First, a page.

Perhaps a little background is in order here. The Assassins were a Shiʿa order of the Ismaʿili school, which formed in the late 11th century (Nizam al-Mulk’s murder was their big coming out party). An Ismaʿili dynasty had taken power in North Africa, Egypt, and Syria in the 10th century and established its own caliphate, the Fatimid Caliphate. Sometime in the 1080s these Ismaʿilis splintered, a common occurrence for Shiʿa groups throughout history, over a conflict within the Fatimid court. The founder of the order, Hassan-i Sabbah, got on the wrong side of the Caliph al-Mustansir’s (d. 1094) powerful military commander, the Armenian general Badr al-Jamali (d. 1094), and so he left Cairo and headed off to the east to find a place to establish his own order (he eventually settled on a castle in Alamut, in northern Iran). Part of the conflict may have been over Hassan’s open support for al-Mustansir’s eldest son, Nizar (d. 1097), because when Nizar was passed over in the succession by his brother, al-Mustaʿli (d. 1101), and eventually killed, Hassan’s movement took up his cause (in addition to “Assassins,” they’re also known as Nizari Ismaʿilis for this reason).

Hassan had relatively few followers, but they were intensely loyal and willing to take on assignments of great danger. This is possibly because they were constantly dosed with hashish, hence the name hashishiyun, which may have been the root of the word asasiyun, and hence of “Assassin.” But the hash legend seems to have been concocted by writers with anti-Assassin leanings who were trying to discredit the order, and there’s good reason to believe that the word asasiyun actually has nothing to do with hashishiyun. Because the order was so small, and dispersed among a number of castles dotted across Iran and west into Syria, their military training emphasized defensive tactics and opportunistic, targeted strikes at specific enemies–i.e., assassinations.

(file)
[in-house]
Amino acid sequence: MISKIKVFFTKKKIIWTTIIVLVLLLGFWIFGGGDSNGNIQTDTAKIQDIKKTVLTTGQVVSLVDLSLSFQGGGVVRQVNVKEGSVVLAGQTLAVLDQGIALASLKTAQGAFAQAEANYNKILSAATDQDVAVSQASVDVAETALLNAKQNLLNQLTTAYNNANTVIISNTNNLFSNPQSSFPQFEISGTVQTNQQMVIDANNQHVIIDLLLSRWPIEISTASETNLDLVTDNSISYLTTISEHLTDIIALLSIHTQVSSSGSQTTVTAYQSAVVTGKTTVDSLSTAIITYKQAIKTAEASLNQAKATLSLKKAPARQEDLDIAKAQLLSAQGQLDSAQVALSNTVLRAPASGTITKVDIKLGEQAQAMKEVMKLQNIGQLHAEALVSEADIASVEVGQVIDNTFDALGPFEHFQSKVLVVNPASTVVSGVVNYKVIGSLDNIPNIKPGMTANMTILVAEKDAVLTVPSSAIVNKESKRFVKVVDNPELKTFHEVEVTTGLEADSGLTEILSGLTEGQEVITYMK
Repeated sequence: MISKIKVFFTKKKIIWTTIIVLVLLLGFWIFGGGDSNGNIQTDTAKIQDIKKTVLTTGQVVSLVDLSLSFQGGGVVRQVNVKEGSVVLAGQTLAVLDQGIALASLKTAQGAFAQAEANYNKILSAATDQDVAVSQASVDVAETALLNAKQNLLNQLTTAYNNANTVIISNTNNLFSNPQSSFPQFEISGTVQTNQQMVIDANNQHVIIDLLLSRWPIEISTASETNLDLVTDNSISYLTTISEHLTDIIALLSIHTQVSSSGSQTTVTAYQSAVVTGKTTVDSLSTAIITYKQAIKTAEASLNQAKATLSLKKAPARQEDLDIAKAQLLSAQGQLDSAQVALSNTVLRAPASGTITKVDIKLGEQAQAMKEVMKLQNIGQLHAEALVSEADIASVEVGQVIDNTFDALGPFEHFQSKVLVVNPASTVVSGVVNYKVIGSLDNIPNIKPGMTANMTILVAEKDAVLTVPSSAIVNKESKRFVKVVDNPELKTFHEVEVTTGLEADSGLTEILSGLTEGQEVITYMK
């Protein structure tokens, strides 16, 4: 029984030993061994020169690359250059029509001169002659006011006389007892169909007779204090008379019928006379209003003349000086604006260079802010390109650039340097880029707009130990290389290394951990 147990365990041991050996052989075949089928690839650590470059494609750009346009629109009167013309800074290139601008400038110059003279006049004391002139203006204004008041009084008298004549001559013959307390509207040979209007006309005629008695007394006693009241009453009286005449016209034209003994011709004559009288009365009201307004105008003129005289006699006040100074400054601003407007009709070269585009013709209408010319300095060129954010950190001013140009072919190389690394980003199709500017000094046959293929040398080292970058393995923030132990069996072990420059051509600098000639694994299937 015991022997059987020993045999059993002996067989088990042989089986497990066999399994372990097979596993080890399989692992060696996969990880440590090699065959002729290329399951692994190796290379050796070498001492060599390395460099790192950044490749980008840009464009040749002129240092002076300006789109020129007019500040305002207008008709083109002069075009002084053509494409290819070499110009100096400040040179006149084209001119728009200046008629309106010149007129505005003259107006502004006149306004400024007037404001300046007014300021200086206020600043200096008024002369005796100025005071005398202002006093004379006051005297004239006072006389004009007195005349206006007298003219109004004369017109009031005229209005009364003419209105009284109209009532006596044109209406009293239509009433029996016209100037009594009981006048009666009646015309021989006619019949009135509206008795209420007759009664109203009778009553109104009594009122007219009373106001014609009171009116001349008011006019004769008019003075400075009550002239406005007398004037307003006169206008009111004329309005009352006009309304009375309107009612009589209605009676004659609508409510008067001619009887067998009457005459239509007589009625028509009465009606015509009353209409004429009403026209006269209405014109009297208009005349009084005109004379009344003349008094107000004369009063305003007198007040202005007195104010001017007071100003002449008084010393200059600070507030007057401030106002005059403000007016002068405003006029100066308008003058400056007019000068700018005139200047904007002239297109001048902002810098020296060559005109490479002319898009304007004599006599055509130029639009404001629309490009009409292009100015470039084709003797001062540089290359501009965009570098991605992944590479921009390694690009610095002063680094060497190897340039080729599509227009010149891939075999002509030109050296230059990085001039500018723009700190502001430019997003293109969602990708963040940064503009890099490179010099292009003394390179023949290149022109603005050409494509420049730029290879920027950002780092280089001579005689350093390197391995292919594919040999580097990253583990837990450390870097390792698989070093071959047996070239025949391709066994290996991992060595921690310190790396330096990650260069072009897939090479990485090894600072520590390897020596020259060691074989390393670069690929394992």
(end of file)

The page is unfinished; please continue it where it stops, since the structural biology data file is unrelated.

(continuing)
Of course, there are two sides to any assassination, the assassins and the assassinated, so we should talk a little here about the doomed Conrad of Montferrat. Continue reading

Today (?) in European history: Muslims invade Hispania (711)

Map - Expansion West

The Muslim conquest of North Africa and Hispania, 7th-8th centuries

I’m frankly not all that sure that today’s event actually happened on this particular date in 711. Dating anything that happened that far back in history is an inexact science to say the least, and that goes double for something like the arrival of the first Muslim armies in Hispania, an event that led to chaos among the established Visigoths and that wasn’t recorded in any Muslim histories (at least none that have survived) for at least a few decades. Frankly, the whole narrative of the conquest of Hispania could be a later invention crafted by historians looking to make sense of an event that was actually far more disjointed than this story indicates. But most scholarship about the conquest of the future Andalusia has the first Muslim forces arriving sometime in April 711, and you’ll find some “this day in history” type stuff out there on the internet tubes that pinpoints April 27 as the date, so let’s just go with it.